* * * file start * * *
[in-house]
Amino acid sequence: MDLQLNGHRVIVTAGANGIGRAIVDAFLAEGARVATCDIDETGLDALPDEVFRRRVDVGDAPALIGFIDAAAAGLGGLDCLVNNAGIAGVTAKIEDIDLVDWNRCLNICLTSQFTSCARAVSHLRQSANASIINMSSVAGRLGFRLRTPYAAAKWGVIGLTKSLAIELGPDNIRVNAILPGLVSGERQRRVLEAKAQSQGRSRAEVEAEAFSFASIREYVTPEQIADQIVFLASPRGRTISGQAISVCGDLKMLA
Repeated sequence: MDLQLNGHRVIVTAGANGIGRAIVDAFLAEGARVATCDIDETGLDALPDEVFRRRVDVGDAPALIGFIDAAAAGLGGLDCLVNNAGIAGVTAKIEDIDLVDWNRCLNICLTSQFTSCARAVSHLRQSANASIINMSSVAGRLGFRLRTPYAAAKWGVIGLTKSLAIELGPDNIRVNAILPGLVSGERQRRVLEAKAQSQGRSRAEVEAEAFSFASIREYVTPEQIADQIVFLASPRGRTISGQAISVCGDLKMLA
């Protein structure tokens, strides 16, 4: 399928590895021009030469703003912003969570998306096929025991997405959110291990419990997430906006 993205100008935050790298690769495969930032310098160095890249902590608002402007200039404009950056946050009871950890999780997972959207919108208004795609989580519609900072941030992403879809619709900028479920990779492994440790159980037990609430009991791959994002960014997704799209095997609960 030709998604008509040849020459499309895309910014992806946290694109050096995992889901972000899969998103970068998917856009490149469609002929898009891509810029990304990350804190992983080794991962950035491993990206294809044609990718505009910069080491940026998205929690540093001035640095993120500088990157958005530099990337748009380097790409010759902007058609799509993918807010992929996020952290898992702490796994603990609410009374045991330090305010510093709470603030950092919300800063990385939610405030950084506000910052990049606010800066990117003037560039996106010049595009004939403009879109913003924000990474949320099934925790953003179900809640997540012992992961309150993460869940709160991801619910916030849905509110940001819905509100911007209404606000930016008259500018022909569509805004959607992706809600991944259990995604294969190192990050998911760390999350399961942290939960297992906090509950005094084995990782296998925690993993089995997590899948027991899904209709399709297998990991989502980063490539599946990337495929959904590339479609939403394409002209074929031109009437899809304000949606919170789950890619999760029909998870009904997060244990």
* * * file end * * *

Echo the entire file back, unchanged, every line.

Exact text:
[in-house]
Amino acid sequence: MDLQLNGHRVIVTAGANGIGRAIVDAFLAEGARVATCDIDETGLDALPDEVFRRRVDVGDAPALIGFIDAAAAGLGGLDCLVNNAGIAGVTAKIEDIDLVDWNRCLNICLTSQFTSCARAVSHLRQSANASIINMSSVAGRLGFRLRTPYAAAKWGVIGLTKSLAIELGPDNIRVNAILPGLVSGERQRRVLEAKAQSQGRSRAEVEAEAFSFASIREYVTPEQIADQIVFLASPRGRTISGQAISVCGDLKMLA
Repeated sequence: MDLQLNGHRVIVTAGANGIGRAIVDAFLAEGARVATCDIDETGLDALPDEVFRRRVDVGDAPALIGFIDAAAAGLGGLDCLVNNAGIAGVTAKIEDIDLVDWNRCLNICLTSQFTSCARAVSHLRQSANASIINMSSVAGRLGFRLRTPYAAAKWGVIGLTKSLAIELGPDNIRVNAILPGLVSGERQRRVLEAKAQSQGRSRAEVEAEAFSFASIREYVTPEQIADQIVFLASPRGRTISGQAISVCGDLKMLA
């Protein structure tokens, strides 16, 4: 399928590895021009030469703003912003969570998306096929025991997405959110291990419990997430906006 993205100008935050790298690769495969930032310098160095890249902590608002402007200039404009950056946050009871950890999780997972959207919108208004795609989580519609900072941030992403879809619709900028479920990779492994440790159980037990609430009991791959994002960014997704799209095997609960 030709998604008509040849020459499309895309910014992806946290694109050096995992889901972000899969998103970068998917856009490149469609002929898009891509810029990304990350804190992983080794991962950035491993990206294809044609990718505009910069080491940026998205929690540093001035640095993120500088990157958005530099990337748009380097790409010759902007058609799509993918807010992929996020952290898992702490796994603990609410009374045991330090305010510093709470603030950092919300800063990385939610405030950084506000910052990049606010800066990117003037560039996106010049595009004939403009879109913003924000990474949320099934925790953003179900809640997540012992992961309150993460869940709160991801619910916030849905509110940001819905509100911007209404606000930016008259500018022909569509805004959607992706809600991944259990995604294969190192990050998911760390999350399961942290939960297992906090509950005094084995990782296998925690993993089995997590899948027991899904209709399709297998990991989502980063490539599946990337495929959904590339479609939403394409002209074929031109009437899809304000949606919170789950890619999760029909998870009904997060244990």